We were all very excited.
When I was walking home I was thinking about all different kinds of things. It is so interesting the way my thoughts flow from the personal to the abstract and back. I don't understand how my mind works.
I was thinking about my interest in philosophy over the last year. How much my reading and writing has been dominated by the philosophical and the abstract. I think my mind is adept at abstraction. I think I can speak and think clearly so long as I am comfortable with certain words and analytical distinctions. I think that I'm good at using language and I work well within its world.
I do wonder, however, how good I am at judgement: How good I am at apprehending reality in all of its nuance and ineffability. I wonder if I'm good at grappling with the emotional quality of situations; at perceiving situations beyond their articulable criteria. I want to have a penchant for apprehending nuance, the subtle, the ineffable. I want to have a strong capacity for judgment.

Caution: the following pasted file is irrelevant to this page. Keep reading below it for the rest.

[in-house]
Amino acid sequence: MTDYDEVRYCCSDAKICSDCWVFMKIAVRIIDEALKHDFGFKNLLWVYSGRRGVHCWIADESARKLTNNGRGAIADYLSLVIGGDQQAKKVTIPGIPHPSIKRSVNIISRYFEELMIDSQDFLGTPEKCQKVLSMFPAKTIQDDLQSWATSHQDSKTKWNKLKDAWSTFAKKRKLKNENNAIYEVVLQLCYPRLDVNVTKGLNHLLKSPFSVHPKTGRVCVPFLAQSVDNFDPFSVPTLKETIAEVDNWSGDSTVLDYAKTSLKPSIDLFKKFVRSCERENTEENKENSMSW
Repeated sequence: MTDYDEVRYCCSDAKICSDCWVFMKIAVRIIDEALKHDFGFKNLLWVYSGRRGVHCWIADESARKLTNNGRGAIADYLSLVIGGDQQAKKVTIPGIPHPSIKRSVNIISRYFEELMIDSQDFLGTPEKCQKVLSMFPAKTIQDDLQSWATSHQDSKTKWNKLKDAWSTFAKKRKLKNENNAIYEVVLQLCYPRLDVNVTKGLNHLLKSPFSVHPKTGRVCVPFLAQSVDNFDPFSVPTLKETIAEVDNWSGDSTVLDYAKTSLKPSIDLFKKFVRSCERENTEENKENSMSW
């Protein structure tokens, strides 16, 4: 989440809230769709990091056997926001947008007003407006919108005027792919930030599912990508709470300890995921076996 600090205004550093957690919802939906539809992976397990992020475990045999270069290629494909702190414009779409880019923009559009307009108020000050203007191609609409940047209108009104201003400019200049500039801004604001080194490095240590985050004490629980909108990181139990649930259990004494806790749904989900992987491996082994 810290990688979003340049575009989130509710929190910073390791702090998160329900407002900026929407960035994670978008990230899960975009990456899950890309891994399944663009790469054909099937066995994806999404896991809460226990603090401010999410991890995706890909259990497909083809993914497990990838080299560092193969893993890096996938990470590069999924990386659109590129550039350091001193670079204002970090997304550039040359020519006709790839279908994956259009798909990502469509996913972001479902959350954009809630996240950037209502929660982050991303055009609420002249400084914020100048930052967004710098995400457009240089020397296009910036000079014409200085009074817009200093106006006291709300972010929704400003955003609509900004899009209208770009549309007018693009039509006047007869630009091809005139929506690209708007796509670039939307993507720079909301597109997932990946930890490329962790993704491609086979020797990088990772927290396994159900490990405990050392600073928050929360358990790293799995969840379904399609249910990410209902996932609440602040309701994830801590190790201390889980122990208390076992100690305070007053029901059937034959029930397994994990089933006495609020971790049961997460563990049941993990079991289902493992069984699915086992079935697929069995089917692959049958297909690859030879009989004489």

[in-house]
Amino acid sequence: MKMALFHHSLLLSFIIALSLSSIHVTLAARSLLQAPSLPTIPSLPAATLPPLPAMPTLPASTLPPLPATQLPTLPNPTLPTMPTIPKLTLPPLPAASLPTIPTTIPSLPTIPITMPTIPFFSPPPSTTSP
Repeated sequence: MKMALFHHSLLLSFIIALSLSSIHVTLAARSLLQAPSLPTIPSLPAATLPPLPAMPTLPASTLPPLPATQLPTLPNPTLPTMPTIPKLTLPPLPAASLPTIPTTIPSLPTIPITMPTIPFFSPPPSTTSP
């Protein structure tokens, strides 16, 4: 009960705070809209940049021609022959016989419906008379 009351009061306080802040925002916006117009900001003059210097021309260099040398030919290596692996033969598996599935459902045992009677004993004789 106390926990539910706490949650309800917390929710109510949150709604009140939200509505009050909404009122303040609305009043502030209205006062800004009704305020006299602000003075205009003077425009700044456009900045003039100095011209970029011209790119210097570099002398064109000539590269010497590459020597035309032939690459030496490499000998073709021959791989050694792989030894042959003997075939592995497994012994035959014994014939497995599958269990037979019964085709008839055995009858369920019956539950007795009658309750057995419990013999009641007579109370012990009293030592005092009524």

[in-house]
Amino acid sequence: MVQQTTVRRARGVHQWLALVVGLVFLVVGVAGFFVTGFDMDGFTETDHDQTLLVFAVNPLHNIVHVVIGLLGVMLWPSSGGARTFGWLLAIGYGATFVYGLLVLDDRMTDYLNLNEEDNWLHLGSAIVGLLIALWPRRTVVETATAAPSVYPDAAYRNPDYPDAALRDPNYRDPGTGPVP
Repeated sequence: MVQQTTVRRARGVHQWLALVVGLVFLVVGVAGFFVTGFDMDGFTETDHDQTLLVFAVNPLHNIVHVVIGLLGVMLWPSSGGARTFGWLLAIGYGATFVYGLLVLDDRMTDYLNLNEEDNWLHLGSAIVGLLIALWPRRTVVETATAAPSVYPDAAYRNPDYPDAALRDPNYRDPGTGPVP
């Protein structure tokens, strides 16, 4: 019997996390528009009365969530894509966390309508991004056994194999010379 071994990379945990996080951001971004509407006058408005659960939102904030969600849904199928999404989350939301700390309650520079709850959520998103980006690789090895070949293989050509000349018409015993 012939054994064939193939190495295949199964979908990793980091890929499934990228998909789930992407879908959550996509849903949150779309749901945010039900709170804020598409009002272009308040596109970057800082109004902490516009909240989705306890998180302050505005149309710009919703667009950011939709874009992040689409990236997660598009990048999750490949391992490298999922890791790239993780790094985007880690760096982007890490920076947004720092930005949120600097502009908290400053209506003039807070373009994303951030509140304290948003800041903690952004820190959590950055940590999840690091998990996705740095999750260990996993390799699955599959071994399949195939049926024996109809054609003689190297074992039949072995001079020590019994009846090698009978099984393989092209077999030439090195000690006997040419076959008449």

Lately I have been thinking of all this stuff because of Hannah Arendt's writing on Vietnam. She talks about how government officials were blinded to reality because they were so wrapped up in abstraction, in concepts.
The think it reminds me of the most is my personal divide between history and philosophy. Philosophy is so loaded with abstraction and argument. And history is so imbued with the desire for reality, for what was really going on. I have this attraction to both of them. I fear that philosophy (or abstraction) has the tendency to dull our sense of things. And I admire history for its study of nuance.
I need to become a historian. Only history can offer me the type of study I need to become the type of philosopher I want. I can't become the philosopher I want to be unless I become a historian.
These aren't things I necessarily believe. More so, they are things I suspect and fear. I fear the lengths that my learning will have to go to.